- ‘American Idiot’ at EPAC
- Warwick grad producing ‘Million Dollar Quartet’ at Dutch Apple
- ‘Somewhereville Station’ revisits the 50s and 60s
- St. Patty’s musical at Ephrata Main
- Dance, concert will benefit Jamaica missions
- Happy Anniver5ary, St. Boniface!
- Downtown diversity
- Travelogue will explore Colorado River this Saturday
- Cool lineup!
Ephrata Cancer Center
Making The World A Better Place
By Michelle Brenner There is a place on the outskirts of town that cares for the body, mind and spirit of people battling disease. It’s a healing place; a place of hope and encouragement.
For the past 12 years, the Ephrata Cancer Center (ECC) has been helping a vast number of local people in their fight against cancer. In fact, since opening its doors, more than 90,000 people have received treatment there. It’s been the center’s purpose to deliver compassionate, excellent, clinical care for the whole patient and not simply treat disease.
Everything about the ECC fosters a feeling of well being. Upon entering the facility, patients immediately encounter an environment specifically designed to provide comfort. An abundance of natural light and lush tropical foliage create an uplifting atmosphere. There are practical amenities available such as: a flat screen television, comfortable seating and complimentary coffee and tea. Most importantly, the center’s staff members are compassionate and accommodating, which is especially comforting to patients coping with the stresses and rigors of cancer treatment.
It’s not surprising that the ECC strives to be "patient centered." The center’s primary goal is "to deliver comprehensive cancer services to patients and families in a timely, sensitive, coordinated, thorough and professional manner."
According to Joanne Martin, administrative director of the center, the fulfillment of this goal is primarily due to the center’s dedicated staff and volunteers.
"The staff caters to every patient need whether it is related to treatment or not," she stated.
Besides being catered to, patients receive specialized care from board certified oncologists as well as oncology certified therapists, nurses, social workers and dietitians. In addition, volunteers assist in meeting patient needs in various capacities and pastoral care is always available.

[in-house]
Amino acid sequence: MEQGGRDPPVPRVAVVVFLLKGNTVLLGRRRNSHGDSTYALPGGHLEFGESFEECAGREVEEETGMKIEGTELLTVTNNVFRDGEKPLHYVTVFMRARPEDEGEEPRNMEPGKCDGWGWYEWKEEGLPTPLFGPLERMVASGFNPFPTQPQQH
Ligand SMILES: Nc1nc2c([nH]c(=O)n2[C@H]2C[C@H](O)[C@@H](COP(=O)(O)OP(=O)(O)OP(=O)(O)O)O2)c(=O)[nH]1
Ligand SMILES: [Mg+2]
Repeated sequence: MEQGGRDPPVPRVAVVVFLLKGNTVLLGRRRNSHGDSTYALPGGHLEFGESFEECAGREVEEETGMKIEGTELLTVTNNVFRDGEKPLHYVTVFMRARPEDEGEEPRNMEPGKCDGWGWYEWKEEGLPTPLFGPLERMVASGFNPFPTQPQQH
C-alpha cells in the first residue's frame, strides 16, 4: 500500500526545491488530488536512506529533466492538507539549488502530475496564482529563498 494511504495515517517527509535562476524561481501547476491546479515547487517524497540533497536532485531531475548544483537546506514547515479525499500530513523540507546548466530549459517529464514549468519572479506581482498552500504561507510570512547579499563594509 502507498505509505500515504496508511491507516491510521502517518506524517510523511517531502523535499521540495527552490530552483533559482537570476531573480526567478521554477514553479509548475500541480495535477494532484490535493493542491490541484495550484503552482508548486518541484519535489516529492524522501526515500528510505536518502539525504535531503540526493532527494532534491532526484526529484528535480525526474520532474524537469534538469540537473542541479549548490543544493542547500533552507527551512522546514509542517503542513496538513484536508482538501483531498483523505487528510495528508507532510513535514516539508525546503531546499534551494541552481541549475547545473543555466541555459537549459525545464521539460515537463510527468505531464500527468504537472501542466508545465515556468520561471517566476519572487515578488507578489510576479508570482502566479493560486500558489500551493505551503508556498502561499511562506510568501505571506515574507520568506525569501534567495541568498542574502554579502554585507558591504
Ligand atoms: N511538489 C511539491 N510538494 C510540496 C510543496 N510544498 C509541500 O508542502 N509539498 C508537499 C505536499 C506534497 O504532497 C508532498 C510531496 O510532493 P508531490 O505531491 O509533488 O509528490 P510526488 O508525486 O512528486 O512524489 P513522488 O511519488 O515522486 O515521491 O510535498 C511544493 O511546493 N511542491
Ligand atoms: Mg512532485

Since the ECC offers extensive wrap-around services, one of its key resources is the patient services coordinator. The coordinator’s purpose is to remove roadblocks to treatment. This means helping patients to keep their appointments, follow their treatment regime and receive support services. Patients can also be referred to ancillary support services like rehabilitation, home care, psychiatry and hospice.
Although the ECC is officially a department of the Ephrata Community Hospital, it has its own licensed laboratory and pharmacy. These features offer convenience to patients and facilitate their treatments. The center may function as an independent entity; however, it also utilizes the full service advantages of the community hospital. In fact, within the hospital there are 17 in-patient beds designated for the ECC’s use.
Outpatient services at the ECC are extensive and in keeping with current practices in cancer treatment programs.
"Cancer has become a chronic disease instead of a terminal illness because of the increased effectiveness of chemotherapeutic drugs and radiation therapy techniques," said Martin. " It is no longer the death sentence it once was."
The center’s treatment area reflects Martin’s sentiments. Chemotherapy is given in a cheerful outpatient ward where patients can rest in recliners and have access to television, music and snacks.
To further promote a positive setting, the ECC hosts a variety of special events throughout the year. During the fall and winter holidays, live music, snacks and desserts are available to patients. Fresh flowers and seasonal plants are occasionally distributed. The center also hosts an annual party for patients and their families who have received treatment within the past one-and-a-half years. This celebration includes a free meal, games, entertainment and crafts.
It would appear that the ECC is doing everything possible to meet the needs of people undergoing cancer treatment; however, the center has a long-range vision to develop even more services. Pilot programs are underway to offer patient enrichment services such as art therapy, music therapy and yoga. There is also a vision to expand complimentary medicine services such as massage therapy, acupuncture and herbal and vitamin therapy.
In keeping pace with the most current treatments available, the ECC collaborates with Thomas Jefferson University Hospital of Philadelphia to offer patients a local opportunity to participate in clinical trials. From its state of the art treatment machines to the complimentary provision of patient hats and shawls, the ECC is endeavoring to give patients the highest quality of compassionate care. The center’s participation in professional organizations that review quality insures a continuous refinement and growth of patient services.
As to the value of outside quality assessments… "They keep our ship steering in the right direction," said Martin. The ECC is definitely a "rescue ship" that is steering its way to making the world of cancer patients and their families a far better place. More CANCER, page A15